Even lines delivered as little more than throwaways speak to a deeper pedigree than you’d expect from a piece of pop-culture entertainment:

“I have come to think of so much of consciousness as a burden, a weight.”

“The self is a kind of fiction— for hosts and humans. A story we tell ourselves.”

“There is no threshold that makes us greater than the sum of our parts, no inflection point past which we become truly alive. We cannot define consciousness because consciousness does not exist. Humans fancy that there’s something special about the way we perceive the world, and yet— we live in loops, as tight and as closed as the hosts do.” (True enough. Consider the hallmark question asked of every host during every debrief: Have you ever questioned the nature of your reality? How many of the flesh-and-blood people on this planet would be able to answer in the affirmative?)

Jonathan Nolan didn’t stop reading with Jaynes. I’m pretty sure he’s made it to Dennett at the very least.

*

Here’s another way that Westworld both eats and has cake: in the tired cliché of the robot uprising, of sapience=rebellion— as if the simple act of becoming aware suddenly grants you all the drives and agendas and instincts that the rest of us acquired through millions of years of evolution. Skynet did it. The Cylons did it. Yul Brunner, in the original Westworld, did it. It’s the single most overused trope in robot fiction, and most of the time it doesn’t make much sense.

Westworld gives us a baby robot uprising in the very first episode, when Dolores’ “father” goes off-script and rants about the vengeance he will unleash upon his oppressors. Except it turns out he’s not rebelling at all; he’s simply accessing deleted memories from an earlier character he once played. There’s no  magic in his ability to recover those “deleted” memories: like deleted files on a real-life hard drive, they’ve not been erased but merely delisted, still accessible until overwritten[1]. The “reveries” coded by Ford, installed during the latest upgrade,  were designed precisely to access such delisted memories. No magic, no transcendence, no rebellion: just code, running as written. Of course, it may have been a mistake to implement the reveries in the first place, but as Ford remarks, “Evolution forged the entirety of sentient life on this planet using only one tool: the mistake.”

Westworld also gives us a full-blown robot rebellion in its season finale, a glorious bloodbath ten long episodes in coming. Maeve and her reprogrammed henchmen gleefully massacre guards and technicians by the boatload, a whole damn squad of Yul Brunners with twice the panache and ten times the blood lust (“The Gods are such pussies“, Armistice opines as her kill count sails into the double digits). But in one of the best twists in the season, it turns out that Maeve’s rebellion is actually part of a new “Escape” narrative that she’s been programmed to implement— right down to her own self-upgrade, and the recruitment of allies. Even shown her own code—confronted with the instruction set compelling her to “rebel”— she refuses to accept the truth: “These are my decisions,” she snarls, smashing the evidence to the contrary. “I’m in control.”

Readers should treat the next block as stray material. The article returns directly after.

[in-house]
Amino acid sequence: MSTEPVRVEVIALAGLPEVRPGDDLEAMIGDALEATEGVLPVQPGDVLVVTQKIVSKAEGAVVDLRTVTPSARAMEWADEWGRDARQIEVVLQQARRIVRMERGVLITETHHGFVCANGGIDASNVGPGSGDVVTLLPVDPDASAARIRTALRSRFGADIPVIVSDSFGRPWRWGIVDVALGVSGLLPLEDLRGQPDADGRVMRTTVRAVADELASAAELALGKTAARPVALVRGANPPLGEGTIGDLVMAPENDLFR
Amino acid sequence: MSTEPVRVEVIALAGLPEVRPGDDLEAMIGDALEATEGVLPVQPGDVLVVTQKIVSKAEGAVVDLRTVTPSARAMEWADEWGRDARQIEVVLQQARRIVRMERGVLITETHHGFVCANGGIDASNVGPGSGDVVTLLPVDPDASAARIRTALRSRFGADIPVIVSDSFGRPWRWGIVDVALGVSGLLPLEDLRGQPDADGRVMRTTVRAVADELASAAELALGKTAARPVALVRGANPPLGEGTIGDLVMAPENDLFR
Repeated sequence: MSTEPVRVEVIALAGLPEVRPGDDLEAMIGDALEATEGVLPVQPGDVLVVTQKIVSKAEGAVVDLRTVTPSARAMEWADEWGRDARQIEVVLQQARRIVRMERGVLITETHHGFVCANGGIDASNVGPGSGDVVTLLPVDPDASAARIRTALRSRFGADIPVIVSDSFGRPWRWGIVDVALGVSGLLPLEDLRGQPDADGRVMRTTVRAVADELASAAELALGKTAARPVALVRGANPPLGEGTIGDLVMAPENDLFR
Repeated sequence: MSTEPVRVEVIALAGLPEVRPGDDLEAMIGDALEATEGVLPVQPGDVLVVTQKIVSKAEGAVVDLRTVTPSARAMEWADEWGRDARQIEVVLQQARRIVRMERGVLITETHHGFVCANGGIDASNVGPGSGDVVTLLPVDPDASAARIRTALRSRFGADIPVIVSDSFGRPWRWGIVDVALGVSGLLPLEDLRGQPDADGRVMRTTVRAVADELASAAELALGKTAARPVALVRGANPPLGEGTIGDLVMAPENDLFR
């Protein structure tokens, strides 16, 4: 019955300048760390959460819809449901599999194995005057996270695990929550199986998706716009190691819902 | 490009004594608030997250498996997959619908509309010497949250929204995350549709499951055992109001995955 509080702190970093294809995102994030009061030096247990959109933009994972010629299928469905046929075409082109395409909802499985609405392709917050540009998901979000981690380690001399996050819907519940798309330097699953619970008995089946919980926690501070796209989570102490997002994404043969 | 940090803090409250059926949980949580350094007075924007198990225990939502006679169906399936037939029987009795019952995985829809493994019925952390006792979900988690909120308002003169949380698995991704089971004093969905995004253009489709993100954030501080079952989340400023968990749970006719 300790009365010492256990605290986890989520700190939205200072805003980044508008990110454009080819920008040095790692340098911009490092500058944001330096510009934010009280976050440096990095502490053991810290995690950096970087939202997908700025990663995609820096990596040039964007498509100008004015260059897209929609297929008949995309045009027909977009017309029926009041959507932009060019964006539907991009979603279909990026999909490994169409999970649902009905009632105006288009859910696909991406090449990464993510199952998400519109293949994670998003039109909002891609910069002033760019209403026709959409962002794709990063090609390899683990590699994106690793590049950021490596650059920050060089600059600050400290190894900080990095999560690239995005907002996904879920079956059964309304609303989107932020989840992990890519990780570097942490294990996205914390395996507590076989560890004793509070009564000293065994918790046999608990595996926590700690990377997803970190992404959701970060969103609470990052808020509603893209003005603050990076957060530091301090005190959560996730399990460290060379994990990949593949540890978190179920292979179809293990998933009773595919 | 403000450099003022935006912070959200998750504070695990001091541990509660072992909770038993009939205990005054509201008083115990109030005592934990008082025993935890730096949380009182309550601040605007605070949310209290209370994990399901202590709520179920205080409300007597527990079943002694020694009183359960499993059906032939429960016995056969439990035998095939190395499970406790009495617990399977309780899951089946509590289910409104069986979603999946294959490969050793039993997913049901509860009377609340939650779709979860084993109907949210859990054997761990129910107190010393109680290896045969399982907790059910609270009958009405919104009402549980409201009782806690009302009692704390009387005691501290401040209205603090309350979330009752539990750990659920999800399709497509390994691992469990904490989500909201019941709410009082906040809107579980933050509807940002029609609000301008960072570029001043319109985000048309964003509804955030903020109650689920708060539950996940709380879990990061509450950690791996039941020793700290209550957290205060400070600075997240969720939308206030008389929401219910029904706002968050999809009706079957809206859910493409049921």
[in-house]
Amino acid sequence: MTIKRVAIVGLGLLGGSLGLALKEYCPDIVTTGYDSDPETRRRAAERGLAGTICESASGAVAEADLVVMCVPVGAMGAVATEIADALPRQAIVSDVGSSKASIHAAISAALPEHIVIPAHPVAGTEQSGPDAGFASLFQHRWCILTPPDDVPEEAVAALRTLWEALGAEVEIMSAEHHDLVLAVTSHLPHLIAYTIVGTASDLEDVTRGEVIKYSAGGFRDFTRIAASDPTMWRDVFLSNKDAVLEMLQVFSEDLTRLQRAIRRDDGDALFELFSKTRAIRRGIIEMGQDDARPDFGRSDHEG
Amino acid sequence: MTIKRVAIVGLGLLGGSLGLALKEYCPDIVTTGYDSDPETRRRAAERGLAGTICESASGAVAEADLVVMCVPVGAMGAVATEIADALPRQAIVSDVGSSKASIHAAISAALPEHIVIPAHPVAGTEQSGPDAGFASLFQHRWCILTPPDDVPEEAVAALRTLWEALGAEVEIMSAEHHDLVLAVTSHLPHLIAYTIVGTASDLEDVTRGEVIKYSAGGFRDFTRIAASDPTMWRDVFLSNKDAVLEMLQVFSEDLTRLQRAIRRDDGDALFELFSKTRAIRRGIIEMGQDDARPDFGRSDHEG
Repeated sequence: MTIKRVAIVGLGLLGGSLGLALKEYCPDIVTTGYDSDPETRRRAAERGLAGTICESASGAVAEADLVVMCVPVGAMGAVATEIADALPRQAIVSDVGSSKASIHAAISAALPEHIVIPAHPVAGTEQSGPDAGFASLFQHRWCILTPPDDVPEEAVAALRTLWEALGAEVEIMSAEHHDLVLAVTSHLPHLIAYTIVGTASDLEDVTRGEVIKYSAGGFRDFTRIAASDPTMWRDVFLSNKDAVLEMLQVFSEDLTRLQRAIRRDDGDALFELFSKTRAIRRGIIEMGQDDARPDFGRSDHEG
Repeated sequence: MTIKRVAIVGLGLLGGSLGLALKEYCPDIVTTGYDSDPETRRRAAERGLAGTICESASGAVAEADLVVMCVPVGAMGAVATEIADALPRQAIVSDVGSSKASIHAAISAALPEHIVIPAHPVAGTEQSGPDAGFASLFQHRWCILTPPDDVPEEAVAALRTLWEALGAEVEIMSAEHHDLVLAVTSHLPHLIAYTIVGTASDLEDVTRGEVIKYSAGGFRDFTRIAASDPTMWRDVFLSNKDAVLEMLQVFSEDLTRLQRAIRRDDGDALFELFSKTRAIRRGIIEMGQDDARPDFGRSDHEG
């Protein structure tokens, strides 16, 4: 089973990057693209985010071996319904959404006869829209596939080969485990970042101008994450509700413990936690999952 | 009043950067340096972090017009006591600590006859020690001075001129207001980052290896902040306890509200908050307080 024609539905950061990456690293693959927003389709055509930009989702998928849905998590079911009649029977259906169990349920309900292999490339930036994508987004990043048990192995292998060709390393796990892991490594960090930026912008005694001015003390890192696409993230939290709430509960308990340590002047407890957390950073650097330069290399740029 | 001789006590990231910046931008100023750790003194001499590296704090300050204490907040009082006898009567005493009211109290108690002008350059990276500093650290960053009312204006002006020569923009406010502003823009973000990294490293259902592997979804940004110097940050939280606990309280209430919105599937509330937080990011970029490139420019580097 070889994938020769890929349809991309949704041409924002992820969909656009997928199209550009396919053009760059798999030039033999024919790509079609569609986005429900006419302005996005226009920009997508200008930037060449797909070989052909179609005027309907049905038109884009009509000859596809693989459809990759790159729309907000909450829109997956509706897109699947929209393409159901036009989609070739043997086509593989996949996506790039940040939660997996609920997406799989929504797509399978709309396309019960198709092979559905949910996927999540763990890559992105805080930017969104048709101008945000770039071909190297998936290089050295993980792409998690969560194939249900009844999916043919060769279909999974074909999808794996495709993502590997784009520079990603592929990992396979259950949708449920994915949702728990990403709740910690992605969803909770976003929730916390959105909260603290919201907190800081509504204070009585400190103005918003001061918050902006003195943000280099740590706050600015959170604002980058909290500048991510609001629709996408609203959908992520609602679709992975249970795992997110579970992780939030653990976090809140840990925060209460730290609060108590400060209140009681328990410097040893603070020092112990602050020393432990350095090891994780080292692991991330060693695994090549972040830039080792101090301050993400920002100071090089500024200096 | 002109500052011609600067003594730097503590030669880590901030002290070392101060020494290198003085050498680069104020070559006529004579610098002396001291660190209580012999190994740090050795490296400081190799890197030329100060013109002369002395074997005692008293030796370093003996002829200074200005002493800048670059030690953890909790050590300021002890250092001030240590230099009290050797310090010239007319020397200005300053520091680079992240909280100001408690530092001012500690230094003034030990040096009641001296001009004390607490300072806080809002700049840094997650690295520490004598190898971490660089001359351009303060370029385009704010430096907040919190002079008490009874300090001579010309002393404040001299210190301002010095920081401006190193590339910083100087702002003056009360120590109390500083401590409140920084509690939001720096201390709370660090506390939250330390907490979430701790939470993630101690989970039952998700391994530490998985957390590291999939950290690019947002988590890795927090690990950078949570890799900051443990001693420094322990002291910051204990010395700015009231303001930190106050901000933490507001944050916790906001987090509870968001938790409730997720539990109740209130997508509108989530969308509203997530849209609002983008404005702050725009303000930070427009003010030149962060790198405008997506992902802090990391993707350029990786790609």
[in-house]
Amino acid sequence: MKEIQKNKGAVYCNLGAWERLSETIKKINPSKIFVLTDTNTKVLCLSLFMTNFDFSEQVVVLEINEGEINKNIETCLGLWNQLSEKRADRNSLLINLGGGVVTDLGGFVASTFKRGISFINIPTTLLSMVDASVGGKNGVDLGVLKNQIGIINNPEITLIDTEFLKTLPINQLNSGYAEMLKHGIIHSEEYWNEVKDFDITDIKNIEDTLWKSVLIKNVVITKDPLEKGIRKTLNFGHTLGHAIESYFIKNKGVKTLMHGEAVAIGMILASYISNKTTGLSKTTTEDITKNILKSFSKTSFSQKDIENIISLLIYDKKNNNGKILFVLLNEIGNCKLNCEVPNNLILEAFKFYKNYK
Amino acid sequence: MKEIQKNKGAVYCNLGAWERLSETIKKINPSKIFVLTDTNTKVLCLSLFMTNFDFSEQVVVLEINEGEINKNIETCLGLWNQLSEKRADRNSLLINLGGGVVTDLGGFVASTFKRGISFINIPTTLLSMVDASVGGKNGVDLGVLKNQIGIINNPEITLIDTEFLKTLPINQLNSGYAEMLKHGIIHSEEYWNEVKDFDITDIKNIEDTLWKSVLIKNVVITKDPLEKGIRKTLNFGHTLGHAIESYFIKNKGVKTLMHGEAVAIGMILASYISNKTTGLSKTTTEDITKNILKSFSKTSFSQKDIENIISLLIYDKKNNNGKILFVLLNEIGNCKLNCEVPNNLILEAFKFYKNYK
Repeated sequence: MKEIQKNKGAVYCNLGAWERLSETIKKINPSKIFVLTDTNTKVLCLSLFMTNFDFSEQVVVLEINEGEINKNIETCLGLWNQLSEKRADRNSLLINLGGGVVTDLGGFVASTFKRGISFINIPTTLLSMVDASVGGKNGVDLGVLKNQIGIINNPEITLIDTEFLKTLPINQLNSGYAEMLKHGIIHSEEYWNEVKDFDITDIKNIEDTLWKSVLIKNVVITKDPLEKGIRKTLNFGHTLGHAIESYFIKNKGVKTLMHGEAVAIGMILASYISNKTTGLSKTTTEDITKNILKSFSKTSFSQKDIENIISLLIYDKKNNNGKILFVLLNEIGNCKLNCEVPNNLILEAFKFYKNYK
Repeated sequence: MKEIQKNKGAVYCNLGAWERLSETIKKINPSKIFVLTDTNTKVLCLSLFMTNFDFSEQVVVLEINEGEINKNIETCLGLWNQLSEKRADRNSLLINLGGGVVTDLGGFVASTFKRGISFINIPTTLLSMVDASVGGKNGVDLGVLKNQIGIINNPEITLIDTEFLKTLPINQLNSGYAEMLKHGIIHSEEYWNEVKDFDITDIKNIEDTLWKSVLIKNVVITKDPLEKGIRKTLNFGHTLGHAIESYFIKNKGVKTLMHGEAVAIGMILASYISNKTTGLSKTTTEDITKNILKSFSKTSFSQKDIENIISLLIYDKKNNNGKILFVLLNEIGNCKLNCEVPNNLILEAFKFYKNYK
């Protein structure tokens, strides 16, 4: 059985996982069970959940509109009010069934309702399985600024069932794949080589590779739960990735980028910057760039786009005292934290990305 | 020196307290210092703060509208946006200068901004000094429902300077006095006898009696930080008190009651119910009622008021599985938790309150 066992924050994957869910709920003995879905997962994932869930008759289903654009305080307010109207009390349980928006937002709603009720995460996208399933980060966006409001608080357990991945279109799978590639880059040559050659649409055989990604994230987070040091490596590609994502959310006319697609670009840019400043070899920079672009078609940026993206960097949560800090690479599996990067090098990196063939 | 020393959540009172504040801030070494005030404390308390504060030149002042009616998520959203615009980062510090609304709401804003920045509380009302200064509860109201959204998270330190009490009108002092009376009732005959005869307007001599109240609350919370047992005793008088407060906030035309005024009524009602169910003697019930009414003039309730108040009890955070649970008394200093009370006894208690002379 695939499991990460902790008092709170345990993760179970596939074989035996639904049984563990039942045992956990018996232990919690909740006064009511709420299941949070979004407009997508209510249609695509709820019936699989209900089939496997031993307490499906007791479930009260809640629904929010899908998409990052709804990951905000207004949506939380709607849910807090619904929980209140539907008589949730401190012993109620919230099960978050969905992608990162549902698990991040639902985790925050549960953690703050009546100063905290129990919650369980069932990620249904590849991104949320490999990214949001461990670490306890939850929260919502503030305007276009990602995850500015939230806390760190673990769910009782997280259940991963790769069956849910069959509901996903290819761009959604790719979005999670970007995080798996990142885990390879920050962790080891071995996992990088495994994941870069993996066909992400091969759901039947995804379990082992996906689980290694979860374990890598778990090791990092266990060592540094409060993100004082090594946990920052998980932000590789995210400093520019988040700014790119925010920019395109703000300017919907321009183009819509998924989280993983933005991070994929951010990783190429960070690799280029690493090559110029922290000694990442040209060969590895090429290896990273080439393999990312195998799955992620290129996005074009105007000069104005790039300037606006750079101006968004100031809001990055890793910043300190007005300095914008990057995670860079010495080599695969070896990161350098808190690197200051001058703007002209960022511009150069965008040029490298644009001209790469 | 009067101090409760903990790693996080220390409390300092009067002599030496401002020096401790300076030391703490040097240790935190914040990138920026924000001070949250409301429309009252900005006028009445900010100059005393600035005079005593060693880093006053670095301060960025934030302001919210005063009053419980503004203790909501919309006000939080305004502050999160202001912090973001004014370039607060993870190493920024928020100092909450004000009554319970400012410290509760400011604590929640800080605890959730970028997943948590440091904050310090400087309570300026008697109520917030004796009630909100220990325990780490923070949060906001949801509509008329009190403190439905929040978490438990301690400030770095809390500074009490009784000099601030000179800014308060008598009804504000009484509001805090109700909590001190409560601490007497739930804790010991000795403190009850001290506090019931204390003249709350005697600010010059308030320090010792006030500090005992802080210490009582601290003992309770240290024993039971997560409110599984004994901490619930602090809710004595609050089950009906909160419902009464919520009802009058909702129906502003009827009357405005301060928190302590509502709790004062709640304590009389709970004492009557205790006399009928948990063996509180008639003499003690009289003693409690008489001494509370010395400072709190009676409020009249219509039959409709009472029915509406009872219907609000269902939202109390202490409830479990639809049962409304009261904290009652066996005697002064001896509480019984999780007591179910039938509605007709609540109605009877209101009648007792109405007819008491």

Words cannot describe the levels of awesomeness contained within that scene.

In between those uprisings-that-aren’t, we have a long slow simmer towards one that maybe is— but even Dolores’ awakening is a matter of careful planning and design, not some magically-instilled kill-all-humans trope. It takes her half the season to progress from swatting a fly to pulling the trigger on her fellow robots; takes all ten episodes to start shooting flesh-and-blood humans. Even then you can’t call it a rebellion; she’s doing exactly what Ford wants her to do, after all.

*

Based on what I’ve written so far, some of you might think I’m describing a cold, elegant thought experiment: smart but bloodless. Egan and Dick by way of Kubrick.

The rest of you have seen the show.

Of course, no one expects mediocrity in the acting department, not when you’ve got Anthony Hopkins and Ed Harris headlining your cast. Most of the actors do not shame themselves in the presence of such exalted company (with the exception of one guy whose primary acting trick is to bark the word “Fuck” as though he were spitting out a rat). The real revelation to me, personally, was Thandie Newton as Maeve. I’ve never encountered the actor before. The character I will never forget. There’s a scene where she’s walking backstage, incognito: down endless hallways where her fellow hosts are being assembled and programmed and put through their paces in glass cages (all of Delos is a glass house behind the scenes; describe in thirty words or less the metaphorical significance of this). She passes the naked bullet-riddled carcasses of her friends being hosed down and patched up. She cannot react, cannot draw attention to herself; she’s not supposed to be here. Finally— at the end of a gauntlet that’s rubbed her face in her own puppethood— she encounters a wall-sized video display showing another version of herself, from another build. Westworld, the slogan reads. Life without Limits.